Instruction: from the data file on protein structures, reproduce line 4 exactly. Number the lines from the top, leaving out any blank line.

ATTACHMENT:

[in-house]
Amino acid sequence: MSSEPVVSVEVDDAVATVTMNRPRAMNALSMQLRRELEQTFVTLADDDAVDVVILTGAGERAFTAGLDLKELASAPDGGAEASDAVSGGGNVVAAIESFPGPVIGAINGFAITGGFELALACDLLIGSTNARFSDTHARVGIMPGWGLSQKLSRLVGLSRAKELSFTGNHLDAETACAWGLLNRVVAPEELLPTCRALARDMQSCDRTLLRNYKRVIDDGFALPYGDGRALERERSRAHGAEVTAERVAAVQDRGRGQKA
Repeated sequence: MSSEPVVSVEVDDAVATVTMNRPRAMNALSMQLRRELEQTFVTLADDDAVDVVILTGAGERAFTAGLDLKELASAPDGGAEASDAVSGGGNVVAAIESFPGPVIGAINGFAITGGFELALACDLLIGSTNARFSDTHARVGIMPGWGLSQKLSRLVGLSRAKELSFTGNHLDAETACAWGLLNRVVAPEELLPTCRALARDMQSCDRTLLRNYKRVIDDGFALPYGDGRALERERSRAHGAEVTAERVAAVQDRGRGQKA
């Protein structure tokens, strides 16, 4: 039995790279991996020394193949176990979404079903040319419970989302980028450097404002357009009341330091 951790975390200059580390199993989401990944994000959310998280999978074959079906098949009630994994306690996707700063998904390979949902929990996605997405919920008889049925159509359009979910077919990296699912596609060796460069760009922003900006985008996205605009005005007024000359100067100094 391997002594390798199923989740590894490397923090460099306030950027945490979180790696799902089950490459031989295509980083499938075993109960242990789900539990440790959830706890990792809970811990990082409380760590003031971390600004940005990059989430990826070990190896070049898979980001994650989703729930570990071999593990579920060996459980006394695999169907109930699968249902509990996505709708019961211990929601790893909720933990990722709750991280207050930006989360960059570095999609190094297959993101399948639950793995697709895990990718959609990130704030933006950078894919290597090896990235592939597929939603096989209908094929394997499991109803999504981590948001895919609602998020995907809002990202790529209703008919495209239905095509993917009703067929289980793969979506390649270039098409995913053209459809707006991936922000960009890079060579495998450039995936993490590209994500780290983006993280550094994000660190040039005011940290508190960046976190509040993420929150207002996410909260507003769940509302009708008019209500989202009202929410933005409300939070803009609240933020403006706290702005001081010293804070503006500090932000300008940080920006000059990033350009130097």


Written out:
């Protein structure tokens, strides 16, 4: 039995790279991996020394193949176990979404079903040319419970989302980028450097404002357009009341330091 951790975390200059580390199993989401990944994000959310998280999978074959079906098949009630994994306690996707700063998904390979949902929990996605997405919920008889049925159509359009979910077919990296699912596609060796460069760009922003900006985008996205605009005005007024000359100067100094 391997002594390798199923989740590894490397923090460099306030950027945490979180790696799902089950490459031989295509980083499938075993109960242990789900539990440790959830706890990792809970811990990082409380760590003031971390600004940005990059989430990826070990190896070049898979980001994650989703729930570990071999593990579920060996459980006394695999169907109930699968249902509990996505709708019961211990929601790893909720933990990722709750991280207050930006989360960059570095999609190094297959993101399948639950793995697709895990990718959609990130704030933006950078894919290597090896990235592939597929939603096989209908094929394997499991109803999504981590948001895919609602998020995907809002990202790529209703008919495209239905095509993917009703067929289980793969979506390649270039098409995913053209459809707006991936922000960009890079060579495998450039995936993490590209994500780290983006993280550094994000660190040039005011940290508190960046976190509040993420929150207002996410909260507003769940509302009708008019209500989202009202929410933005409300939070803009609240933020403006706290702005001081010293804070503006500090932000300008940080920006000059990033350009130097």